This letter is in response to the article in the Feb. 7, 2010, Steamboat Pilot & Today titled “Parents, police worry marijuana dispensaries confuse kids.” In this article, community members and the Steamboat Springs Police Department expressed concern regarding the education provided by Steamboat schools to students in the area of drugs and alcohol. As a counselor at Soda Creek Elementary, I would like to educate the community on the education that is provided to the students in the area of drugs and alcohol, regardless of its legality.
At the elementary level through the counseling curriculum, students are taught refusal skills (i.e., saying “no” to dares, drugs, guns, etc.) starting as young as kindergarten. Capt. Joel Rae mentioned in the article that students are taught about strangers, however “stranger danger” is no longer a supported program for numerous reasons. Students at Soda Creek Elementary are taught to “check first” with a trusted adult when going somewhere or accepting something from someone. Fourth- and fifth-graders are taught information about the types of drugs including discussion about why drugs and alcohol are used and their effects. Emphasis is placed on the negative effects they have on kids and growing brains and bodies. In addition, in most school years, the elementary schools collaborate with Grand Futures Prevention Coalition in providing a “teach in” that also addresses drugs and alcohol. In fifth grade, there is emphasis in refusal skills as they prepare for middle school.
At Steamboat Springs Middle School, every student in grades six, seven and eight attends a health class, known as Basic Life Training. The substance abuse curriculum includes: basic knowledge about alcohol, tobacco and other drugs, making decisions and refusal techniques, setting personal standards by making decisions about substance use early, learning appropriate ways to manage stress, focusing on the positive aspects in one’s life and setting goals. In addition, the school counselors provide small groups for students that also support healthy coping strategies and prevention of risky behavior.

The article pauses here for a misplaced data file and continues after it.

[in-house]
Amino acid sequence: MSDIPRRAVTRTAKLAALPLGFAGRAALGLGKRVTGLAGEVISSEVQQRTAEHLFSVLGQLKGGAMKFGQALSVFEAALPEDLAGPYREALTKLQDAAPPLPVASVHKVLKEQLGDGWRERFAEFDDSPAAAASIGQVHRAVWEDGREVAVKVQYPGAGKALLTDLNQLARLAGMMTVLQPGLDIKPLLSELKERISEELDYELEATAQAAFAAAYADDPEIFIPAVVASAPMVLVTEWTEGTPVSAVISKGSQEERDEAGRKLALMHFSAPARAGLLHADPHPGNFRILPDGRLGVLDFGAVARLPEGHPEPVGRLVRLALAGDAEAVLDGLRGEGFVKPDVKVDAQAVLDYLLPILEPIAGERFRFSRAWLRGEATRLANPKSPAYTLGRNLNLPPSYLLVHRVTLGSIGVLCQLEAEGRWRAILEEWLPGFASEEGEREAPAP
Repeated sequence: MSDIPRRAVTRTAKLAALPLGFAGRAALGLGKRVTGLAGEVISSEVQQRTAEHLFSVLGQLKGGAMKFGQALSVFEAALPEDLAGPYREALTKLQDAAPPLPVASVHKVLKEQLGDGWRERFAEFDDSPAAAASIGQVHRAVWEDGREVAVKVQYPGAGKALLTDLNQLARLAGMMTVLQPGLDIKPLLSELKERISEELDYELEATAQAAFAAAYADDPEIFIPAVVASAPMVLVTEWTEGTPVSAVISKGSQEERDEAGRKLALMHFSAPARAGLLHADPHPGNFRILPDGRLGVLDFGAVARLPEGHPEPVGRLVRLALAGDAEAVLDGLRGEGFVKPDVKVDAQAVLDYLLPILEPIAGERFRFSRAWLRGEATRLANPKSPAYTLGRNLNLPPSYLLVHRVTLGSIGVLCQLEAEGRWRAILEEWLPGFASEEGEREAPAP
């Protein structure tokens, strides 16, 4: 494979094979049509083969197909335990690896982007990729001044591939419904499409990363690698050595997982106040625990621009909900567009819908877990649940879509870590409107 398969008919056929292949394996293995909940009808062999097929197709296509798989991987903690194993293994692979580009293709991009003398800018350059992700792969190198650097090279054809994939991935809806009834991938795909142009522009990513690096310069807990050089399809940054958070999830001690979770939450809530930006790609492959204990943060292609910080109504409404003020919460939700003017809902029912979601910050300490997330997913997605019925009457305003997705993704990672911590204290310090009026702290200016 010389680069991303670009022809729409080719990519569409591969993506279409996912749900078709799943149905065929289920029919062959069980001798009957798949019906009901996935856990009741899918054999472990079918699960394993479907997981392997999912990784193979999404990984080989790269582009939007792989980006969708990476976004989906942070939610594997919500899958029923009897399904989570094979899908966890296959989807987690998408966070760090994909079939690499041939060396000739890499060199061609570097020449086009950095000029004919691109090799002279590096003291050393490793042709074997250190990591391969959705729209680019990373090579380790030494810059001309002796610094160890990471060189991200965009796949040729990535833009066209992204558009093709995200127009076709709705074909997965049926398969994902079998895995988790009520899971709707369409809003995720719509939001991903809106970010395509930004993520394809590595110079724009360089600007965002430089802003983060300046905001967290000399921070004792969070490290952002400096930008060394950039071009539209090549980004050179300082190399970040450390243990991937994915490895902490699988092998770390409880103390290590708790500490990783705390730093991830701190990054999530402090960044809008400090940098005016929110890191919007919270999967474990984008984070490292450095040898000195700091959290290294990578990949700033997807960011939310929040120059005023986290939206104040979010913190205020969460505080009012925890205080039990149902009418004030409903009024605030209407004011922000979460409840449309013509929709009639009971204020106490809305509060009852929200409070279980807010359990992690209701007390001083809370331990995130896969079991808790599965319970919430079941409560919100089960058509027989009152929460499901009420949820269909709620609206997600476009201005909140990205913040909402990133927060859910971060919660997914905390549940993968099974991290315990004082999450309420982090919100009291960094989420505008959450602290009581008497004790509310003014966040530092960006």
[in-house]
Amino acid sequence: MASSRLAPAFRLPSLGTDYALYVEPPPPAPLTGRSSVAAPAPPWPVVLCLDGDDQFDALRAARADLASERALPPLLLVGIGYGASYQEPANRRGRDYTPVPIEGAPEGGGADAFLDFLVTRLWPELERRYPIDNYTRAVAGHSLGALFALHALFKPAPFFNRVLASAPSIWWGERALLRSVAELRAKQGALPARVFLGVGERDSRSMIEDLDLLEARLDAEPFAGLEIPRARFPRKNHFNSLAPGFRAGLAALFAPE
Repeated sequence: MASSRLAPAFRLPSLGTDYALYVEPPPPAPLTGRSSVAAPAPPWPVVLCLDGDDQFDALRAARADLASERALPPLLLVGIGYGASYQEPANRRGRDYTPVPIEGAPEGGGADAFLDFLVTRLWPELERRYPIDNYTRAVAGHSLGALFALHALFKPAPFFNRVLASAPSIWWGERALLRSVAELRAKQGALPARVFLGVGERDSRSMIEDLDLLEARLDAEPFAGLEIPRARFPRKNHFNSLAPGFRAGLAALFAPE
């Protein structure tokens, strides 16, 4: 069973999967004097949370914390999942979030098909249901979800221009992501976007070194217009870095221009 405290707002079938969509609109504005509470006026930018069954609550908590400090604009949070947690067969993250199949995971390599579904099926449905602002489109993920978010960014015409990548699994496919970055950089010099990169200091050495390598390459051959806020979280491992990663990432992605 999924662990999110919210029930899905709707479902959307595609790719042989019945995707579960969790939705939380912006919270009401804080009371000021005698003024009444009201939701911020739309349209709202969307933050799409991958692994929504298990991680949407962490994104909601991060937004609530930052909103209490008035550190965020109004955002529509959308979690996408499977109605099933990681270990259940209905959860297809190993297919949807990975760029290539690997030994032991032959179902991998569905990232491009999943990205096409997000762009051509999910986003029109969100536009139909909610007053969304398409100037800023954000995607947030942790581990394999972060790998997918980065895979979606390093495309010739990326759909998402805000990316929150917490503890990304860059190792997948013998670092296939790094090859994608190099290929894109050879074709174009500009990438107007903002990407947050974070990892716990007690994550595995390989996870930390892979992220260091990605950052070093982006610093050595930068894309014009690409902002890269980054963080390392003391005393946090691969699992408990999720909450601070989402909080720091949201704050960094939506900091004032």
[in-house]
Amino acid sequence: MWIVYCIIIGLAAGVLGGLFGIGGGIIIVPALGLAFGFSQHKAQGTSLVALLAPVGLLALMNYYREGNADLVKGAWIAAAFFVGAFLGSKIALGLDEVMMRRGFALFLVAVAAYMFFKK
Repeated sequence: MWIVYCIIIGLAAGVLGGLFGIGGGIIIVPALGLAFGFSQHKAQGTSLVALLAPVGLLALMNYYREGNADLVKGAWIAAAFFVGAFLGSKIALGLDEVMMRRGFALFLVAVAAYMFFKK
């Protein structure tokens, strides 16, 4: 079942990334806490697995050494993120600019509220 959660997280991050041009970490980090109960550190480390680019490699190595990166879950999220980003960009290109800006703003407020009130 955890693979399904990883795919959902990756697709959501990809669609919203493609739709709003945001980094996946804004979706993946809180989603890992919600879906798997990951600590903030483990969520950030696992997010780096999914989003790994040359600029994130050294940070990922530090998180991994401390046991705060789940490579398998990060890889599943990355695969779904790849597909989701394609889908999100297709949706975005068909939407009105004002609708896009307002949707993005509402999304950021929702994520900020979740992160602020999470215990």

At Steamboat Springs High School, all students are required to take a health class as part of graduation requirements. The class focuses on the physiological effects of drugs and alcohol, as well as the cycle of addiction, including binge drinking. Peer pressure is discussed, as are the relationship between drug and alcohol use and at-risk behaviors. There is also a unit that focuses on the impact of drug use on individuals, families and society, including advertising in our culture. Student Resource Officer Josh Carroll is part of this class.
In addition, the high school has been instrumental in organizing communitywide opportunities and presentations to provide ongoing education about drug use, including the use of alcohol. There is a restorative justice process in place for students whose education has been impacted by their substance use. The high school counselors provide individual and group counseling addressing drug and alcohol issues and healthy choices. Counselors are dedicated to providing information through newsletter articles, group parent meetings and supplemental education materials.
Finally, a key component to prevention is parent involvement. Discussing drugs and alcohol with your child is essential in their ability to make healthy decisions. As a parent, it also is important to be involved in your child’s life by taking the time to get to know their friends, what they watch on TV, the music they listen to and the messages conveyed, who they are with and where they are going (and don’t be afraid to check up on them). It is also now recommended that parents regularly check Web sites, social sites and text messages so that you have knowledge and can provide appropriate guidance and support for your children. If you have further questions about the curriculum taught in the schools, feel free to contact the school counselor in that school.
On behalf of all Steamboat Springs School District counselors